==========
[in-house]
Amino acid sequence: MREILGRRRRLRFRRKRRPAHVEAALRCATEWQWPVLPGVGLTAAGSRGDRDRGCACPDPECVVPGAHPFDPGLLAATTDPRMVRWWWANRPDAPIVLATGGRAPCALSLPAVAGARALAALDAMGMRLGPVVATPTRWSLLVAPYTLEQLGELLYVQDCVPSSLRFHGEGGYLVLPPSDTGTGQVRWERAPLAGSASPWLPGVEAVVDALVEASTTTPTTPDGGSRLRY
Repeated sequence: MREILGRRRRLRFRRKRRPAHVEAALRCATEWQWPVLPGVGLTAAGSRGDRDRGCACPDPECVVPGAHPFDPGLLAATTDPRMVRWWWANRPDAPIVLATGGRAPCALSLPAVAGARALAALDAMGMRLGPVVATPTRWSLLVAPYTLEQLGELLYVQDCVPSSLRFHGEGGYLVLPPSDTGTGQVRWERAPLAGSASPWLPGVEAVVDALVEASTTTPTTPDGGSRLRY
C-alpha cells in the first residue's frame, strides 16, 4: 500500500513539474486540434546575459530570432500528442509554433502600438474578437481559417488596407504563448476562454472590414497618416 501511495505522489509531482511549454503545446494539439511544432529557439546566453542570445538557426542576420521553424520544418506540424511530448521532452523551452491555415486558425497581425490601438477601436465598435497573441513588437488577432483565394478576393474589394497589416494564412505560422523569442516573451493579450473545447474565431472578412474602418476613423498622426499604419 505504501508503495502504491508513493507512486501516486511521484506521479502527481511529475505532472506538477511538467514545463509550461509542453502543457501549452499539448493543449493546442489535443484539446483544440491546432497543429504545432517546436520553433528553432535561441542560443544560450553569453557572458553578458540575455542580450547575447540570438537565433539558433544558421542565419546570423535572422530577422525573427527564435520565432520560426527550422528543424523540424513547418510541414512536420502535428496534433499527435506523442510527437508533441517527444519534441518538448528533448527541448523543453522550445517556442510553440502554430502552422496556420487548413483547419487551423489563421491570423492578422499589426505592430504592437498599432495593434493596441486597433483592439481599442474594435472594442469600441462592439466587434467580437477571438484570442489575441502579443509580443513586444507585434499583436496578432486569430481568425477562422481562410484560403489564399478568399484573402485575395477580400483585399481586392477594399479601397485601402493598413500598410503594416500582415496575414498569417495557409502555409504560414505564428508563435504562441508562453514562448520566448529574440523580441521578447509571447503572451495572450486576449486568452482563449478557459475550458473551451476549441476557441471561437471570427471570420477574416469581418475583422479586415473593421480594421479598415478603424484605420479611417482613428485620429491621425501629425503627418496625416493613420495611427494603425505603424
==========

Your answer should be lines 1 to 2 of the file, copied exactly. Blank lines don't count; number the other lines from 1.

[in-house]
Amino acid sequence: MREILGRRRRLRFRRKRRPAHVEAALRCATEWQWPVLPGVGLTAAGSRGDRDRGCACPDPECVVPGAHPFDPGLLAATTDPRMVRWWWANRPDAPIVLATGGRAPCALSLPAVAGARALAALDAMGMRLGPVVATPTRWSLLVAPYTLEQLGELLYVQDCVPSSLRFHGEGGYLVLPPSDTGTGQVRWERAPLAGSASPWLPGVEAVVDALVEASTTTPTTPDGGSRLRY